Three ways to make data deliver: Route, reduce, transform

Written by Ian Tinney

July 7, 2021


There are numerous ways to control your spending on data analysis. Ian Tinney explores the options and how you can apply them in the real world.

Businesses produce and utilise zettabytes of data on an annual basis, so to ensure your data analysis platform doesn’t become a very expensive storage space, you’ll want to be able to control the data ingestion without throttling it. That means you need visibility of the data inflight, so you can observe and control it before it reaches an expensive analysis platform.

Data is spread across a variety of systems. Agents are often used to get data from its source to an analysis platform.  Agents take care of some of the difficult tasks associated with reading log data, for example, file-locking, seek-pointers, and encrypting and compressing data when transmitting to the destination.  But agents are not designed to allow us to perform complex routing or transforming tasks on the data.

A stream processor is able to sit between the source and destination and perform a series of useful functions that can deliver important benefits.

Looking at data between its source and destination, we can then determine its nature, its value and therefore, where it needs to be sent.  This might be multiple destinations for different reasons.  IT and business teams often want to use the same datasets for different purposes, so the data may need to be sent to more than one destination.

Businesses therefore typically control their data analysis costs by choosing to…

  • Route it to different technology platform destinations for a variety of business purposes, without the need for additional agents

  • Reduce it by dropping, sampling or suppressing events to make sure they are only consuming the data they need

  • Transform it in flight by shaping it into different formats supporting different business requirements

Let’s take a more detailed look at each method and what they involve in practice.


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Routing data

Data analysis platforms are expensive to use and so it makes sense to separate data based on whether you need to analyse or retain it. The storage you send to will vary depending on what the data is needed for. It could be a real-time system, a batch analytics store or an archive to meet a compliance mandate which obligates you to keep data for a set number of years. Or you could require data sets to be sent to several destinations for different purposes.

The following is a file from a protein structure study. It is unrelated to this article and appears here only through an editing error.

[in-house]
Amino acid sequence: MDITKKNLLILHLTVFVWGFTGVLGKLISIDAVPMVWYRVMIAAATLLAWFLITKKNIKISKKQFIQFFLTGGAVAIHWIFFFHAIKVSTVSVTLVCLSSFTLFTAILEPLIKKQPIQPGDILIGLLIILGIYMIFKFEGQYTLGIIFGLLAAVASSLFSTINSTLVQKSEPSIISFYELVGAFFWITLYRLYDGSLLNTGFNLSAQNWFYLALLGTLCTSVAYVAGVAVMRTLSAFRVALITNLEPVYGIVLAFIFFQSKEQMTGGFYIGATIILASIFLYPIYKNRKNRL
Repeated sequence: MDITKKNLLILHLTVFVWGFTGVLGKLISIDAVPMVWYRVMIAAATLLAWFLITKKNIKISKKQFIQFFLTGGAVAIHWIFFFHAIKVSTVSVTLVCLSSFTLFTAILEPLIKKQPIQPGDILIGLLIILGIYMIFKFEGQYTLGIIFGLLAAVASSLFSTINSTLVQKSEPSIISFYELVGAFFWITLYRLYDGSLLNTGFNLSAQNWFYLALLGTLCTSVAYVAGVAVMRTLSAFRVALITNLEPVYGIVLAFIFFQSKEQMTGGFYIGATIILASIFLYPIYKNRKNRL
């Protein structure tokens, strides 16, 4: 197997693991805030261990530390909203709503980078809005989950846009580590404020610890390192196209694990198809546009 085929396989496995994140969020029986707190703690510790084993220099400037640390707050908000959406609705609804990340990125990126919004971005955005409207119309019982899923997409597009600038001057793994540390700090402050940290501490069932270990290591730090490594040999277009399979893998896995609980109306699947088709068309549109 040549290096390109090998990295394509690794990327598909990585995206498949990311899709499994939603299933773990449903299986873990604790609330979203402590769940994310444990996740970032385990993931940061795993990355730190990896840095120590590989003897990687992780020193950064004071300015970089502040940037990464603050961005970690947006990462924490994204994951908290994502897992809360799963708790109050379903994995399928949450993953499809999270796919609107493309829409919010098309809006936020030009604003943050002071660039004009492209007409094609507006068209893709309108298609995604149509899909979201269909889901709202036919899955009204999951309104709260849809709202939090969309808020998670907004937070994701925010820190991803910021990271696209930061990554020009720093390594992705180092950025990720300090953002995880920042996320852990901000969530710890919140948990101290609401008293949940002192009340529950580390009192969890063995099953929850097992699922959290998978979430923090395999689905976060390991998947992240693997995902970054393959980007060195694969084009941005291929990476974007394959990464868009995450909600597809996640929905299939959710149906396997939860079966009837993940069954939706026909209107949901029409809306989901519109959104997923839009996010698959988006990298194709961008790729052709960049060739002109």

Say you want to keep your data online for analysis for 90 days while at the same time routing it to an Amazon S3 bucket for cheaper, long-term storage but then you need to retrieve it from the S3 at a later date to investigate a security incident. You’ve already deleted the data from the analysis platform to save costs but because the original data is archived on the S3 you can replay it and analyse it at any time. Reducing data retention on fast, expensive storage in this way can lead to significant cost savings (we have seen one company saving 93% on their storage costs this way).

Or perhaps you need to move some or all of your data to a different data analysis platform that requires data in a different format (i.e. JSON). You can route the selected data to either or both platforms, changing the format for each platform.

Or, if your current cloud provider has increased their prices to the point where you feel you have no alternative but to move to another provider, you could use this routing functionality to send a second copy of your data to the new provider, allowing you to migrate by moving one service at a time.